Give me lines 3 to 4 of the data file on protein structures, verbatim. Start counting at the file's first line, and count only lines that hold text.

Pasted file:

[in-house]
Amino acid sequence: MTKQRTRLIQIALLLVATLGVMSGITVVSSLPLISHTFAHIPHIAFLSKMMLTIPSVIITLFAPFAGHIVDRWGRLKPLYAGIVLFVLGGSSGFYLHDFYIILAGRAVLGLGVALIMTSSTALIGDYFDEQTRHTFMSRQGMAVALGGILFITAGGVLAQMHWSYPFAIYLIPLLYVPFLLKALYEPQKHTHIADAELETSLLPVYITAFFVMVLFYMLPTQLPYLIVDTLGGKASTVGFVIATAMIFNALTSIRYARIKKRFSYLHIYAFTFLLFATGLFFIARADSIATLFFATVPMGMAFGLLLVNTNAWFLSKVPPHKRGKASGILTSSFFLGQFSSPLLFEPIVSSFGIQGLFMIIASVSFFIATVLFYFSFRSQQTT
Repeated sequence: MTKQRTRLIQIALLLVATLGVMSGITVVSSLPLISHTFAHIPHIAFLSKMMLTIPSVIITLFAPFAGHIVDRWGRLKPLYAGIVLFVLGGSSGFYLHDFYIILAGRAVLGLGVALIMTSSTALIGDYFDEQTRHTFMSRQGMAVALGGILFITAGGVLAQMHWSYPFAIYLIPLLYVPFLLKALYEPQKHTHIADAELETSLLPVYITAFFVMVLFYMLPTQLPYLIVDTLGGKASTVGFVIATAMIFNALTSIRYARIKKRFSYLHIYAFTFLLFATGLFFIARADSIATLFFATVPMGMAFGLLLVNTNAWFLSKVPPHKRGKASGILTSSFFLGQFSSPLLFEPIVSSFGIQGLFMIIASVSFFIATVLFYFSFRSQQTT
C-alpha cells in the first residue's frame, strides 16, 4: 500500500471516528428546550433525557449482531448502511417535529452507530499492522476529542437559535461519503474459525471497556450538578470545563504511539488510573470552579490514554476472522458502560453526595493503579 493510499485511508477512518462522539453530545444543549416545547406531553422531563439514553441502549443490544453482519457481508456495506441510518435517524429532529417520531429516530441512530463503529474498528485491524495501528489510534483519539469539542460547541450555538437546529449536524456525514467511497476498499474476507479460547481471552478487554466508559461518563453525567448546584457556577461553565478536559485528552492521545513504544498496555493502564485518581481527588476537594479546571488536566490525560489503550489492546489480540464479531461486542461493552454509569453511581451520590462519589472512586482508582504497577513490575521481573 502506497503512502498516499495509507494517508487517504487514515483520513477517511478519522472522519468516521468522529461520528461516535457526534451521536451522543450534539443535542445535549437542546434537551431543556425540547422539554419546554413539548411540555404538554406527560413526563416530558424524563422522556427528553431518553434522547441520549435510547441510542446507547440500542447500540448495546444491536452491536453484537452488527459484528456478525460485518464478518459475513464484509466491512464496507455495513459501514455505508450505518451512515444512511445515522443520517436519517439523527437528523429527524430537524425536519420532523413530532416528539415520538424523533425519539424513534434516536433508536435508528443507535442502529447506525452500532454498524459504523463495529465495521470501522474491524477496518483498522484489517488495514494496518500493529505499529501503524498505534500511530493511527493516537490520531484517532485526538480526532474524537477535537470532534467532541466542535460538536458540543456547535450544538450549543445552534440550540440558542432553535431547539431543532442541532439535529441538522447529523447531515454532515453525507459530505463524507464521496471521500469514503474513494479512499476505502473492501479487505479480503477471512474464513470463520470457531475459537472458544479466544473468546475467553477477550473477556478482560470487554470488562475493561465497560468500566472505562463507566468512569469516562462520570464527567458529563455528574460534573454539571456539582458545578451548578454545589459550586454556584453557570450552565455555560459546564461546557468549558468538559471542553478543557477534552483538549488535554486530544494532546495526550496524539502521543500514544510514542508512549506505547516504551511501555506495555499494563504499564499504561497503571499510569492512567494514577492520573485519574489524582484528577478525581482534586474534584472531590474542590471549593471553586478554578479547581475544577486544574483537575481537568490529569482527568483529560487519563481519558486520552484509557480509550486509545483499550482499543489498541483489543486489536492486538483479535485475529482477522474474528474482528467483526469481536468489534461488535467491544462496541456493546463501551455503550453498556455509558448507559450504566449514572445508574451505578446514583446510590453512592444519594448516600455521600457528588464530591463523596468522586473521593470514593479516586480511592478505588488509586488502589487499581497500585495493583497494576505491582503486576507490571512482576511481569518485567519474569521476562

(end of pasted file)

Repeated sequence: MTKQRTRLIQIALLLVATLGVMSGITVVSSLPLISHTFAHIPHIAFLSKMMLTIPSVIITLFAPFAGHIVDRWGRLKPLYAGIVLFVLGGSSGFYLHDFYIILAGRAVLGLGVALIMTSSTALIGDYFDEQTRHTFMSRQGMAVALGGILFITAGGVLAQMHWSYPFAIYLIPLLYVPFLLKALYEPQKHTHIADAELETSLLPVYITAFFVMVLFYMLPTQLPYLIVDTLGGKASTVGFVIATAMIFNALTSIRYARIKKRFSYLHIYAFTFLLFATGLFFIARADSIATLFFATVPMGMAFGLLLVNTNAWFLSKVPPHKRGKASGILTSSFFLGQFSSPLLFEPIVSSFGIQGLFMIIASVSFFIATVLFYFSFRSQQTT
C-alpha cells in the first residue's frame, strides 16, 4: 500500500471516528428546550433525557449482531448502511417535529452507530499492522476529542437559535461519503474459525471497556450538578470545563504511539488510573470552579490514554476472522458502560453526595493503579 493510499485511508477512518462522539453530545444543549416545547406531553422531563439514553441502549443490544453482519457481508456495506441510518435517524429532529417520531429516530441512530463503529474498528485491524495501528489510534483519539469539542460547541450555538437546529449536524456525514467511497476498499474476507479460547481471552478487554466508559461518563453525567448546584457556577461553565478536559485528552492521545513504544498496555493502564485518581481527588476537594479546571488536566490525560489503550489492546489480540464479531461486542461493552454509569453511581451520590462519589472512586482508582504497577513490575521481573 502506497503512502498516499495509507494517508487517504487514515483520513477517511478519522472522519468516521468522529461520528461516535457526534451521536451522543450534539443535542445535549437542546434537551431543556425540547422539554419546554413539548411540555404538554406527560413526563416530558424524563422522556427528553431518553434522547441520549435510547441510542446507547440500542447500540448495546444491536452491536453484537452488527459484528456478525460485518464478518459475513464484509466491512464496507455495513459501514455505508450505518451512515444512511445515522443520517436519517439523527437528523429527524430537524425536519420532523413530532416528539415520538424523533425519539424513534434516536433508536435508528443507535442502529447506525452500532454498524459504523463495529465495521470501522474491524477496518483498522484489517488495514494496518500493529505499529501503524498505534500511530493511527493516537490520531484517532485526538480526532474524537477535537470532534467532541466542535460538536458540543456547535450544538450549543445552534440550540440558542432553535431547539431543532442541532439535529441538522447529523447531515454532515453525507459530505463524507464521496471521500469514503474513494479512499476505502473492501479487505479480503477471512474464513470463520470457531475459537472458544479466544473468546475467553477477550473477556478482560470487554470488562475493561465497560468500566472505562463507566468512569469516562462520570464527567458529563455528574460534573454539571456539582458545578451548578454545589459550586454556584453557570450552565455555560459546564461546557468549558468538559471542553478543557477534552483538549488535554486530544494532546495526550496524539502521543500514544510514542508512549506505547516504551511501555506495555499494563504499564499504561497503571499510569492512567494514577492520573485519574489524582484528577478525581482534586474534584472531590474542590471549593471553586478554578479547581475544577486544574483537575481537568490529569482527568483529560487519563481519558486520552484509557480509550486509545483499550482499543489498541483489543486489536492486538483479535485475529482477522474474528474482528467483526469481536468489534461488535467491544462496541456493546463501551455503550453498556455509558448507559450504566449514572445508574451505578446514583446510590453512592444519594448516600455521600457528588464530591463523596468522586473521593470514593479516586480511592478505588488509586488502589487499581497500585495493583497494576505491582503486576507490571512482576511481569518485567519474569521476562